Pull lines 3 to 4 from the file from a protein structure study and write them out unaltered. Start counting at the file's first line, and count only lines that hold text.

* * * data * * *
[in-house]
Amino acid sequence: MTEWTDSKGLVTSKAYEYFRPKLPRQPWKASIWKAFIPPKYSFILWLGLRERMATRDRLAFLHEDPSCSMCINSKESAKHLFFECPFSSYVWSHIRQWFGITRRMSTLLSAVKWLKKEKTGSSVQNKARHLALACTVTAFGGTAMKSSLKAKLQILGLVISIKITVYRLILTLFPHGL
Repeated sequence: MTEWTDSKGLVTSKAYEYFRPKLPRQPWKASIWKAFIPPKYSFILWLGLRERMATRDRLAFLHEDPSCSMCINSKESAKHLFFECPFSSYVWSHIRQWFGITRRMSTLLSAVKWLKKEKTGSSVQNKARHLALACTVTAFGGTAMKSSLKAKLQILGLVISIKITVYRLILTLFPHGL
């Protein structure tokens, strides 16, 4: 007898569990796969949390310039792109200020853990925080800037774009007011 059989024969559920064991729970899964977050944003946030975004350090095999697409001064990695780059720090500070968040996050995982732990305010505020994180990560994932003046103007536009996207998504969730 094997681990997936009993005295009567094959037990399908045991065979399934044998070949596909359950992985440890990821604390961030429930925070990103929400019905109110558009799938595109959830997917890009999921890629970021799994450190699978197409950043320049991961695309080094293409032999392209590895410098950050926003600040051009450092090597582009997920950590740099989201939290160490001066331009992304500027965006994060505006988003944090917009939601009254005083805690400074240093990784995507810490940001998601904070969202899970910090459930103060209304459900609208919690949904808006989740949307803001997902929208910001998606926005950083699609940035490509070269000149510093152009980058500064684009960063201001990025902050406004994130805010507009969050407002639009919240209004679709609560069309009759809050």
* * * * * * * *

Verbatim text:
Repeated sequence: MTEWTDSKGLVTSKAYEYFRPKLPRQPWKASIWKAFIPPKYSFILWLGLRERMATRDRLAFLHEDPSCSMCINSKESAKHLFFECPFSSYVWSHIRQWFGITRRMSTLLSAVKWLKKEKTGSSVQNKARHLALACTVTAFGGTAMKSSLKAKLQILGLVISIKITVYRLILTLFPHGL
């Protein structure tokens, strides 16, 4: 007898569990796969949390310039792109200020853990925080800037774009007011 059989024969559920064991729970899964977050944003946030975004350090095999697409001064990695780059720090500070968040996050995982732990305010505020994180990560994932003046103007536009996207998504969730 094997681990997936009993005295009567094959037990399908045991065979399934044998070949596909359950992985440890990821604390961030429930925070990103929400019905109110558009799938595109959830997917890009999921890629970021799994450190699978197409950043320049991961695309080094293409032999392209590895410098950050926003600040051009450092090597582009997920950590740099989201939290160490001066331009992304500027965006994060505006988003944090917009939601009254005083805690400074240093990784995507810490940001998601904070969202899970910090459930103060209304459900609208919690949904808006989740949307803001997902929208910001998606926005950083699609940035490509070269000149510093152009980058500064684009960063201001990025902050406004994130805010507009969050407002639009919240209004679709609560069309009759809050």